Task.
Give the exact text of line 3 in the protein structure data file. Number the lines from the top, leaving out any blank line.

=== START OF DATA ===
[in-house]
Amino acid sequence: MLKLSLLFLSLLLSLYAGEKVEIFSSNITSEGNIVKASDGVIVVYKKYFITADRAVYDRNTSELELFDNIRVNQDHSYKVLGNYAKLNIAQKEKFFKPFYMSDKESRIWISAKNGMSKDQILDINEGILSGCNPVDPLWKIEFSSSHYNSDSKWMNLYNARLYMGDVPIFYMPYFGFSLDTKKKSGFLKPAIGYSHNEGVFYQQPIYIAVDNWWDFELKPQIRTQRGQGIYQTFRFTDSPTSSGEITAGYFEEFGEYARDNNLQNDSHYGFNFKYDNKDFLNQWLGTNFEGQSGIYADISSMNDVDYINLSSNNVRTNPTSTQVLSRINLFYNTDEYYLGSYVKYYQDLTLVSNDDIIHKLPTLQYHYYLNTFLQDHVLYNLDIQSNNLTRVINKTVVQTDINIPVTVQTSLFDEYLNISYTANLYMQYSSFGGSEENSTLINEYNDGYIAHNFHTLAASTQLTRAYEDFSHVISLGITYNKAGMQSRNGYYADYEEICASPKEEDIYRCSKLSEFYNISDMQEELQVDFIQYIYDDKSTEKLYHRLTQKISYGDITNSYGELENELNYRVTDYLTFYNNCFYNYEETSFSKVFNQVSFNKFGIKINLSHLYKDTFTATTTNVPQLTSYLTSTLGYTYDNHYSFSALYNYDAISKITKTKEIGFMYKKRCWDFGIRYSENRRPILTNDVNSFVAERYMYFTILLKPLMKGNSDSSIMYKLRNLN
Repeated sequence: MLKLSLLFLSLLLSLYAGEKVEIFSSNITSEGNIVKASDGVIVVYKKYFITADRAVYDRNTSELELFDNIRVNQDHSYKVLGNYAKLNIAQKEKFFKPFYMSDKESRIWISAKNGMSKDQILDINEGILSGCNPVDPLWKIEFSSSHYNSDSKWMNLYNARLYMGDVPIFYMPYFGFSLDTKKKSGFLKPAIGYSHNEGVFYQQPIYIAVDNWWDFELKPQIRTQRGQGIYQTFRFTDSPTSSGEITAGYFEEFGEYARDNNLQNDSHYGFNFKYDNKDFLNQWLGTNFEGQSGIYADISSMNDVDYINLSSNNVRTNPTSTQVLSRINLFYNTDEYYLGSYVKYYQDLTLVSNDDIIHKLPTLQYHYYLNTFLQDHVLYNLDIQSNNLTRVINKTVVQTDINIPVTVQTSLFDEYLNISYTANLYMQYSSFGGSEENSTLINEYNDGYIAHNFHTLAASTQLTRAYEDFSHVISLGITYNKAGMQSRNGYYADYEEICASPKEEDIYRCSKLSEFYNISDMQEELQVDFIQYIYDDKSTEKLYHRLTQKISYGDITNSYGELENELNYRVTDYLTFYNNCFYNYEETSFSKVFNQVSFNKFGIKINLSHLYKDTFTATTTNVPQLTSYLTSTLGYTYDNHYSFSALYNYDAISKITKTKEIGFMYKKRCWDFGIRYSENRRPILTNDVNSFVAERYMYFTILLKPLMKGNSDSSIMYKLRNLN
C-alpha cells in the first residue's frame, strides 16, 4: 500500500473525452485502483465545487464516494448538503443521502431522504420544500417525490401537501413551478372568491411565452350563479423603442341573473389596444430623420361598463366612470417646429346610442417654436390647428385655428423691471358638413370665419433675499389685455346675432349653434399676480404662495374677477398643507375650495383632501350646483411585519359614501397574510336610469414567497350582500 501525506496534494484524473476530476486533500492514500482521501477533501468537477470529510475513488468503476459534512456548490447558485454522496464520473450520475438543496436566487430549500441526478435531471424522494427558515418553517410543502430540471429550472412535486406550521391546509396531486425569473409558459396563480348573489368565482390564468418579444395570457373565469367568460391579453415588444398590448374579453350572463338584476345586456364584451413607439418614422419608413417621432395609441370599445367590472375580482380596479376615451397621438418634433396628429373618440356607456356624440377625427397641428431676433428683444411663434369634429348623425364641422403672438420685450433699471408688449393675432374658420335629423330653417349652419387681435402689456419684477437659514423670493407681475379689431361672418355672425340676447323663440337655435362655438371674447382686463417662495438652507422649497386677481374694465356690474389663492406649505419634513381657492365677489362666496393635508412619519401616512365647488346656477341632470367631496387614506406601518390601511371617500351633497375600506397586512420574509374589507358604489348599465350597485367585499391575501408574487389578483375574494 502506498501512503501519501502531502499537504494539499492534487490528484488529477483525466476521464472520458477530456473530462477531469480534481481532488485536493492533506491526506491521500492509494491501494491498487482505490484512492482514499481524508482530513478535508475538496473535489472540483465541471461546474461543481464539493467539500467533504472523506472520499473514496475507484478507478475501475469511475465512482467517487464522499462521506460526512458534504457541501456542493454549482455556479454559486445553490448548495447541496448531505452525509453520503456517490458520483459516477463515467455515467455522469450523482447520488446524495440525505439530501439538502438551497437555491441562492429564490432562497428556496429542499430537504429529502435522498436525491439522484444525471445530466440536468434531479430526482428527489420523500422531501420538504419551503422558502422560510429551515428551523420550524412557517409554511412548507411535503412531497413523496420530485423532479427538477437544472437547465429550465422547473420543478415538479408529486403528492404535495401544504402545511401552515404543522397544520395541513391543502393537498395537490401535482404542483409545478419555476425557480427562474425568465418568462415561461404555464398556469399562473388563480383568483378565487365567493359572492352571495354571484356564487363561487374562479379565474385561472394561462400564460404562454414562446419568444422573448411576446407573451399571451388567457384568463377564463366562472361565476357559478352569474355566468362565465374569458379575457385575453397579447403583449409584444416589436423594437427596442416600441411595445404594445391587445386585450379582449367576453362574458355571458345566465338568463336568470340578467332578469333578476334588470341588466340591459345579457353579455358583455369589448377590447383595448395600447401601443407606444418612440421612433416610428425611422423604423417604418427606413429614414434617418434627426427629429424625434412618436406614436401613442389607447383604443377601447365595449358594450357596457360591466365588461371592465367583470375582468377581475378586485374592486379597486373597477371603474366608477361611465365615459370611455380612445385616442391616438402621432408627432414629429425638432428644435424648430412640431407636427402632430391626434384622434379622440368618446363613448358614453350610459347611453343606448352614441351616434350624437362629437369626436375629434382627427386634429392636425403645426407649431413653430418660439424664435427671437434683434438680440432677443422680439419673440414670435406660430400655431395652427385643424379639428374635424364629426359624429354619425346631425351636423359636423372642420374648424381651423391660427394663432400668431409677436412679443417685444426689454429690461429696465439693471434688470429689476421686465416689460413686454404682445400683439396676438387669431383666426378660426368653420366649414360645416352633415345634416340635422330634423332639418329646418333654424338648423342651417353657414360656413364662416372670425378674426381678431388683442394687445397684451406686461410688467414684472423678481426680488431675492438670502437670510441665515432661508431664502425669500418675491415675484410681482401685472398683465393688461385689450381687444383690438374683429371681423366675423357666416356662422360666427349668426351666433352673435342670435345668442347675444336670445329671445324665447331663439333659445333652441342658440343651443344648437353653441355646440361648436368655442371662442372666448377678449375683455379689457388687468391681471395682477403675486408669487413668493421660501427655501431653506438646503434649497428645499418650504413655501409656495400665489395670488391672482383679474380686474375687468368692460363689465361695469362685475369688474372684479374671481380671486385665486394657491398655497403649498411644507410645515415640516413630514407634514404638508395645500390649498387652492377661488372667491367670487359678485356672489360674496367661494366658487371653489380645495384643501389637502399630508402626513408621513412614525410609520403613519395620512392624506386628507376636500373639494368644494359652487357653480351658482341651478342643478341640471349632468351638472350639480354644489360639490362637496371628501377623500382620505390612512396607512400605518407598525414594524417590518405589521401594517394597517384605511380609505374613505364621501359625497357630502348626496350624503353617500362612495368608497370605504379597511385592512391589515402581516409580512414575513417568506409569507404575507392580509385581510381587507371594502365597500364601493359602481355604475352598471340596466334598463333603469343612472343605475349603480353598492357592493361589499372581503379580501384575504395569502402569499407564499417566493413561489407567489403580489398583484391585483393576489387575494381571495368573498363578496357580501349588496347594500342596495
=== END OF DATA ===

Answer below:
Repeated sequence: MLKLSLLFLSLLLSLYAGEKVEIFSSNITSEGNIVKASDGVIVVYKKYFITADRAVYDRNTSELELFDNIRVNQDHSYKVLGNYAKLNIAQKEKFFKPFYMSDKESRIWISAKNGMSKDQILDINEGILSGCNPVDPLWKIEFSSSHYNSDSKWMNLYNARLYMGDVPIFYMPYFGFSLDTKKKSGFLKPAIGYSHNEGVFYQQPIYIAVDNWWDFELKPQIRTQRGQGIYQTFRFTDSPTSSGEITAGYFEEFGEYARDNNLQNDSHYGFNFKYDNKDFLNQWLGTNFEGQSGIYADISSMNDVDYINLSSNNVRTNPTSTQVLSRINLFYNTDEYYLGSYVKYYQDLTLVSNDDIIHKLPTLQYHYYLNTFLQDHVLYNLDIQSNNLTRVINKTVVQTDINIPVTVQTSLFDEYLNISYTANLYMQYSSFGGSEENSTLINEYNDGYIAHNFHTLAASTQLTRAYEDFSHVISLGITYNKAGMQSRNGYYADYEEICASPKEEDIYRCSKLSEFYNISDMQEELQVDFIQYIYDDKSTEKLYHRLTQKISYGDITNSYGELENELNYRVTDYLTFYNNCFYNYEETSFSKVFNQVSFNKFGIKINLSHLYKDTFTATTTNVPQLTSYLTSTLGYTYDNHYSFSALYNYDAISKITKTKEIGFMYKKRCWDFGIRYSENRRPILTNDVNSFVAERYMYFTILLKPLMKGNSDSSIMYKLRNLN